- Auditory Processing Disorder
- Does My Toddler Have a Language Delay?
- Anxiety, Fears, and Phobias
- Camps for Kids With Special Needs
- Relaxation Techniques for Children With Serious Illness
- Individualized Education Programs (IEPs)
- Sleep Problems in Teens
- Sending Your Child With Special Needs to Camp
- Speech-Language Therapy
- What Is ADHD?
- Raising a Child With Autism: Paige and Iain's Story
- Autism Special Needs Factsheet
- Is There a Connection Between Vaccines and Autism?
- Asperger Syndrome
- Giving Teens a Voice in Health Care Decisions
- Brain and Nervous System
- Obsessive-Compulsive Disorder
Trusted External Resources
- The Power of Positive Parenting: A Wonderful Way to Raise Children, by Dr. Glenn I. Latham
- Educate Toward Recovery: Turning the Tables on Autism, by MA BCBA Robert Schramm
- Autism’s False Prophets: Bad Science, Risky Medicine, and the Search For A Cure, by Paul A. Offit, MD
Anxiety, Fears, and Phobias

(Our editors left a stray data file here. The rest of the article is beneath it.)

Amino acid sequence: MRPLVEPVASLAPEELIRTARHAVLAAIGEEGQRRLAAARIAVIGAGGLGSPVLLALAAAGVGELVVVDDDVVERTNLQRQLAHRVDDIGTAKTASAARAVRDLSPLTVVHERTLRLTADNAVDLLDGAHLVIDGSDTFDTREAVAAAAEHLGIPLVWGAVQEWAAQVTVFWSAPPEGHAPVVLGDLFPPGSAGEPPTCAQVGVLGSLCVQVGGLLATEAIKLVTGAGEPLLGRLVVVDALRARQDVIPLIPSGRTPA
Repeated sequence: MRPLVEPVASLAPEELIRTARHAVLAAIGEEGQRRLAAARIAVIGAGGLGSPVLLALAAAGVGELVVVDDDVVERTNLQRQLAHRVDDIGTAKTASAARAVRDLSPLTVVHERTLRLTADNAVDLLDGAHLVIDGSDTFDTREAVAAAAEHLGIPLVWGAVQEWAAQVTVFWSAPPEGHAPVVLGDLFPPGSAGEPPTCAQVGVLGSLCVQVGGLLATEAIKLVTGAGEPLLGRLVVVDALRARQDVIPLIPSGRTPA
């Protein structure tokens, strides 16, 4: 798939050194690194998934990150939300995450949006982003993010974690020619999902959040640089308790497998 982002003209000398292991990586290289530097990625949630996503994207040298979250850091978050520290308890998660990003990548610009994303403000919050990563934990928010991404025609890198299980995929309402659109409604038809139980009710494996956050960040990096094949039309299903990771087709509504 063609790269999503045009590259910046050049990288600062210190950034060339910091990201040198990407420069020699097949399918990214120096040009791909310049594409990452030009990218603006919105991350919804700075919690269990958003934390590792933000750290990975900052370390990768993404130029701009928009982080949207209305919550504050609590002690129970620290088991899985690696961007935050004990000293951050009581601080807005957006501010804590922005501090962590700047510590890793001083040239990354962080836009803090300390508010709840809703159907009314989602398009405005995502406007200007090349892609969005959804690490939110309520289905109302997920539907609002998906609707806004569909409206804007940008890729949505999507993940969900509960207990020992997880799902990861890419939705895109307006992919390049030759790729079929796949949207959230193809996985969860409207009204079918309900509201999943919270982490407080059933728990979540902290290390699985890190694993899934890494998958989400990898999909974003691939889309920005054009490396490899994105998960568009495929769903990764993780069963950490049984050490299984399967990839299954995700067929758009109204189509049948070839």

Everyone, from the youngest child to the oldest adult, experiences anxieties and fears at one time or another. Feeling anxious in a particularly uncomfortable situation never feels very good. However, with kids, such feelings are not only normal, they're also necessary. Dealing with anxieties can prepare young people to handle the unsettling experiences and challenging situations of life.
Many Anxieties and Fears Are Normal
Anxiety is defined as "apprehension without apparent cause." It usually occurs when there's no immediate threat to a person's safety or well-being, but the threat feels real.
Anxiety makes someone want to escape the situation — fast. The heart beats quickly, the body might begin to perspire, and "butterflies" in the stomach soon follow. However, a little bit of anxiety can actually help people stay alert and focused.